Loans
Loans are classified as loans and receivables. They are measured at amortized cost using the effective interest rate method, less
allowance for credit losses. Loans presented on the Consolidated Statement of Financial Position include accrued interest receivable.
Allowance for credit losses
The allowance for credit losses is maintained at a level considered adequate to absorb the credit losses existing in the portfolio at the
financial reporting date. Allowances for credit losses are established at both the individual and collective level.
BDC reviews its loan portfolio on an individual asset basis to assess credit risk and determines whether there is any objective evidence
of impairment for which a loss should be recognized in the Consolidated Statement of Income. For BDC, there is objective evidence
of impairment when the interest or principal of the loan is more than three consecutive months in arrears or if there is reason to
believe that a portion of the principal or interest cannot be collected.
The carrying amount of an impaired loan is reduced to the present value of its estimated future cash flows discounted using (i) the
initial effective interest rate of the loan for fixed rate loans or (ii) the rate at time of impairment for floating rate loans. If cash flows
cannot be reasonably determined, the estimated fair value of any underlying collateral is used, whether or not foreclosure is probable.
The carrying amounts of impaired loans are first reduced through the use of an allowance account, and then written off if and when
all collection efforts have been exhausted and no further prospect of recovery is likely. The amounts of the initial impairment losses,
as well as any subsequent increases or reversals of these impairment losses, are recognized in impairment losses or reversals on loans
in the Consolidated Statement of Income.
Loans for which an individual allowance has not been established are then included in groups of assets having similar credit risk
characteristics and collectively assessed for any impairment that has been incurred but not yet identified.
Refer to Note 6—Significant Accounting Judgements, Estimates and Assumptions, for more information regarding the criteria used to
determine the amount of the allowance.
Subordinate financing, venture capital and venture capital action plan investments
Upon initial recognition, subordinate financing, venture capital and venture capital action plan (VCAP) investments are designated at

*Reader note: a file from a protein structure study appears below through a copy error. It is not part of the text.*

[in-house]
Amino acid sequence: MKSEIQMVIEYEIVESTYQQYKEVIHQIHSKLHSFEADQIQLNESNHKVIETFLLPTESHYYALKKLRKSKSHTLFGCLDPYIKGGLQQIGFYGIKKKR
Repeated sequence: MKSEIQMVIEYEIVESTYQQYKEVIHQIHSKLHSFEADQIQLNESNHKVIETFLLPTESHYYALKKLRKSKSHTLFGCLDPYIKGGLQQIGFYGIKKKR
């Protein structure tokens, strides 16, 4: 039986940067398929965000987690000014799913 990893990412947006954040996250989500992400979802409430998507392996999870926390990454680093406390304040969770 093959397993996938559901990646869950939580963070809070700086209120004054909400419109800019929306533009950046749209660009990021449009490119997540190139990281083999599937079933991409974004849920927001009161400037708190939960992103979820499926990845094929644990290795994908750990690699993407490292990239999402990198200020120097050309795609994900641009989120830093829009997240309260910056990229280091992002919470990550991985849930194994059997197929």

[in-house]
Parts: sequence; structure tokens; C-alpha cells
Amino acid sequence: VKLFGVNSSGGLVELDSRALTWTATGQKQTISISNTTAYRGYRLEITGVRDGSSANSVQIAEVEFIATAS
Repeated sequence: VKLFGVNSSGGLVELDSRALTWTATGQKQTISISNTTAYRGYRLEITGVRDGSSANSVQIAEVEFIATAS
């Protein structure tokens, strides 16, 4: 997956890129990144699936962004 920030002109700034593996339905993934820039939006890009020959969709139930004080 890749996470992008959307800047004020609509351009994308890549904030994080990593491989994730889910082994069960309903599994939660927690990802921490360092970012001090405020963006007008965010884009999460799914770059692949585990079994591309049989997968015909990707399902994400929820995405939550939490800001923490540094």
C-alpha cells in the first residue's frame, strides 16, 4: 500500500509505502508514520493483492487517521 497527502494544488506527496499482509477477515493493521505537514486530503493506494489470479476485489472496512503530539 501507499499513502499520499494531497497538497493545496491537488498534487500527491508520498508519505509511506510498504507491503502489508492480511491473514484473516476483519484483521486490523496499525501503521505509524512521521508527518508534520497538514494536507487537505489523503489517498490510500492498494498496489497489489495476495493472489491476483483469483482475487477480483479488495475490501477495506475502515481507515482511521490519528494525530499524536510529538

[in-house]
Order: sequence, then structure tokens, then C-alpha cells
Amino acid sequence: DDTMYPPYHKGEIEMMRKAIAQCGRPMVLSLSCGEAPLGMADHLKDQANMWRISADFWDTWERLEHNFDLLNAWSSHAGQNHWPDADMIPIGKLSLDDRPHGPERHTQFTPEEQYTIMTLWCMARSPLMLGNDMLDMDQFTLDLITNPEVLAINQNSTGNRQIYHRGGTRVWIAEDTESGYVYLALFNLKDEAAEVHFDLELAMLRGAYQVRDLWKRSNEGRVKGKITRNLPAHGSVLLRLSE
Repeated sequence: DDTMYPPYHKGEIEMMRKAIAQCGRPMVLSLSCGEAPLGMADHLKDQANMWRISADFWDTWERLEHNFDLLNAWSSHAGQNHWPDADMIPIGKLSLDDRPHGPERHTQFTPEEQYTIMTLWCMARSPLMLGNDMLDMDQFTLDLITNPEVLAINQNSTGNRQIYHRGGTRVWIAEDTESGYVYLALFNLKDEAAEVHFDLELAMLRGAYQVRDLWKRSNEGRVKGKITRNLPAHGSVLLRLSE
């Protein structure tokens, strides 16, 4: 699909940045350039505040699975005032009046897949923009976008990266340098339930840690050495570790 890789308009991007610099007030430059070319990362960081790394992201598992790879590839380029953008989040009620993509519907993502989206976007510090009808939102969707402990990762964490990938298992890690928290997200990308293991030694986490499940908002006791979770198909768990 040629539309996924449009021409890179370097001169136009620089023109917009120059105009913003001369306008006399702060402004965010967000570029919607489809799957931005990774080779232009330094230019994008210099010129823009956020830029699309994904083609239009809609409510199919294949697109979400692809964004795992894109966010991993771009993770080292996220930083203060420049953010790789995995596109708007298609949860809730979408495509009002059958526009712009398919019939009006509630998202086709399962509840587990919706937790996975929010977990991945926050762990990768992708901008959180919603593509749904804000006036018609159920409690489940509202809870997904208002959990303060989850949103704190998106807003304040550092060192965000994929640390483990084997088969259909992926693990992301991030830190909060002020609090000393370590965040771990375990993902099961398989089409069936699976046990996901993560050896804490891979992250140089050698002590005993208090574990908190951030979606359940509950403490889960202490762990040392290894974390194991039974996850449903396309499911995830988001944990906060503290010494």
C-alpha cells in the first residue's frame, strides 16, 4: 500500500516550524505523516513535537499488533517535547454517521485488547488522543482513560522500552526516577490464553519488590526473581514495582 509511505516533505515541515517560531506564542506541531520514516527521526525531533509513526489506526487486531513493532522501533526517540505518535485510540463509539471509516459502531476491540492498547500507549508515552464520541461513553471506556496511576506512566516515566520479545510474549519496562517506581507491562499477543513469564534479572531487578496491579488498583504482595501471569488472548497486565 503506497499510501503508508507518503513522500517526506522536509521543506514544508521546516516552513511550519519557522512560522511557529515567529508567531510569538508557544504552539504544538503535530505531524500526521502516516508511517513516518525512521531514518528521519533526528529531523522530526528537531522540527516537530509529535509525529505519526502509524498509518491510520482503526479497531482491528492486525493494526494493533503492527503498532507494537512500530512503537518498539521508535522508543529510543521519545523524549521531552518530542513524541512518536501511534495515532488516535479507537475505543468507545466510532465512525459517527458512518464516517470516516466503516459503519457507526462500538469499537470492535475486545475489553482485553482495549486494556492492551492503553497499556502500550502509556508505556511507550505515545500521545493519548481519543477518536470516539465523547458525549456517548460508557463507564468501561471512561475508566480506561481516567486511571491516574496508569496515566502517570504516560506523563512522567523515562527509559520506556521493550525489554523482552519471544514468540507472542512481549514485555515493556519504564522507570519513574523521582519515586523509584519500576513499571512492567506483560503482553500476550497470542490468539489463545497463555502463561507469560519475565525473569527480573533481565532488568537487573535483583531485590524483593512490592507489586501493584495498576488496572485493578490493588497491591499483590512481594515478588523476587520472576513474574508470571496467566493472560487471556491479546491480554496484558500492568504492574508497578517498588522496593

fair value through profit or loss on the basis that they are part of a portfolio that is reported to and evaluated by senior management
on a fair value basis, in accordance with a documented investment and risk management strategy.
BDC’s valuation process for fair value measurement of subordinate financing, venture capital and VCAP investments has been
derived from the International Private Equity and Venture Capital Valuation Guidelines. Based on the type of investments being
valued, BDC uses (i) market-based methodologies, such as the quoted share price or the price of recent similar investments;
(ii) discounted earnings or cash flow approaches; or (iii) liquidation or asset-based methods. These fair values are updated at least twice
a year by internal valuators and are then reviewed by a valuation committee, which includes an external member who is a Chartered
Business Valuator. VCAP includes fund-of-fund transactions that provide for certain other limited partners to receive a preferred return
on the initial cost of their investment, later timing of cash calls and preference in the distributions. The impact of these terms and
conditions is taken into account in the fair value calculation by applying an adjustment to the attributed net asset value of each fund.
BDC AR14 | 63
Notes to the Consolidated Financial Statements
For the year ended March 31, 2014
(in thousands of Canadian dollars)
3. SIGNIFiCANT ACCOUNTING POLICIES (continued)
Financial instruments (continued)
Major types of financial instruments (continued)
Borrowings
Short-term notes are measured at amortized cost.